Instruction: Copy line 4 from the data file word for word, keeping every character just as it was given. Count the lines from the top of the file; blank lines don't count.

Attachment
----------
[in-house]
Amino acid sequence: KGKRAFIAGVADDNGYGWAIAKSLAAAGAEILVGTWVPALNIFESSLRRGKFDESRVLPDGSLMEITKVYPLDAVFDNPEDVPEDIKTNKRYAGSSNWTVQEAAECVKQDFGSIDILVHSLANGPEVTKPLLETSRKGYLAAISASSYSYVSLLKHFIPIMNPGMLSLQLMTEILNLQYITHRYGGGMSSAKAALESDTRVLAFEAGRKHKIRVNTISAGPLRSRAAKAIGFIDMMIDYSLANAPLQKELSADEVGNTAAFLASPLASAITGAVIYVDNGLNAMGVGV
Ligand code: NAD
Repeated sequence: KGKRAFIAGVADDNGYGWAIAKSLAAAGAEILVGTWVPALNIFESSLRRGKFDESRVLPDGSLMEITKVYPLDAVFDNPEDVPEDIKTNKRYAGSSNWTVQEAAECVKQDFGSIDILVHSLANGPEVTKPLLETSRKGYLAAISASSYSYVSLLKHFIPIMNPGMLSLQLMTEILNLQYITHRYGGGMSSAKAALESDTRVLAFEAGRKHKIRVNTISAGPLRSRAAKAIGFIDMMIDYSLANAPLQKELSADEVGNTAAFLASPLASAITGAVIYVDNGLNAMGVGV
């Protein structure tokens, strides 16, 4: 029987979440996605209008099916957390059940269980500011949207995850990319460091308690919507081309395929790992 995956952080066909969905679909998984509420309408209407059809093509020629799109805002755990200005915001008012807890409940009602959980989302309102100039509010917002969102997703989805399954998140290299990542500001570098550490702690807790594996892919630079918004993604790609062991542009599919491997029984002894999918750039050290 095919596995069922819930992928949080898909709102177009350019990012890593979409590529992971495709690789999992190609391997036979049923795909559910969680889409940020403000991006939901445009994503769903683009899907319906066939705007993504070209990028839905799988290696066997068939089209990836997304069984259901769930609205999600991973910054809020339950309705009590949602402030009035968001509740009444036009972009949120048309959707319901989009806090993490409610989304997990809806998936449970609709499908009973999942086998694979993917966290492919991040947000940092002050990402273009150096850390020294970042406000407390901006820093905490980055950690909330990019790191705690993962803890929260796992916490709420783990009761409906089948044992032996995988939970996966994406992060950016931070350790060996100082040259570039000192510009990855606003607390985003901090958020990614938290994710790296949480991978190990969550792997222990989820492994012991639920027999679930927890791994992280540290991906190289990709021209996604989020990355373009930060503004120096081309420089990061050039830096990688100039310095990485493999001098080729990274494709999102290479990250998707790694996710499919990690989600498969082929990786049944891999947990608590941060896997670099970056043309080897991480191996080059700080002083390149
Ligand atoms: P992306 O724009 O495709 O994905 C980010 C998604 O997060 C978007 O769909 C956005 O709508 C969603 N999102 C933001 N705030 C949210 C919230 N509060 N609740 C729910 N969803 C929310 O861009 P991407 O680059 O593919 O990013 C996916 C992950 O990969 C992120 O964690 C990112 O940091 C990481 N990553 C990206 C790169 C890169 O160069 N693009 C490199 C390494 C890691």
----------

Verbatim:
Repeated sequence: KGKRAFIAGVADDNGYGWAIAKSLAAAGAEILVGTWVPALNIFESSLRRGKFDESRVLPDGSLMEITKVYPLDAVFDNPEDVPEDIKTNKRYAGSSNWTVQEAAECVKQDFGSIDILVHSLANGPEVTKPLLETSRKGYLAAISASSYSYVSLLKHFIPIMNPGMLSLQLMTEILNLQYITHRYGGGMSSAKAALESDTRVLAFEAGRKHKIRVNTISAGPLRSRAAKAIGFIDMMIDYSLANAPLQKELSADEVGNTAAFLASPLASAITGAVIYVDNGLNAMGVGV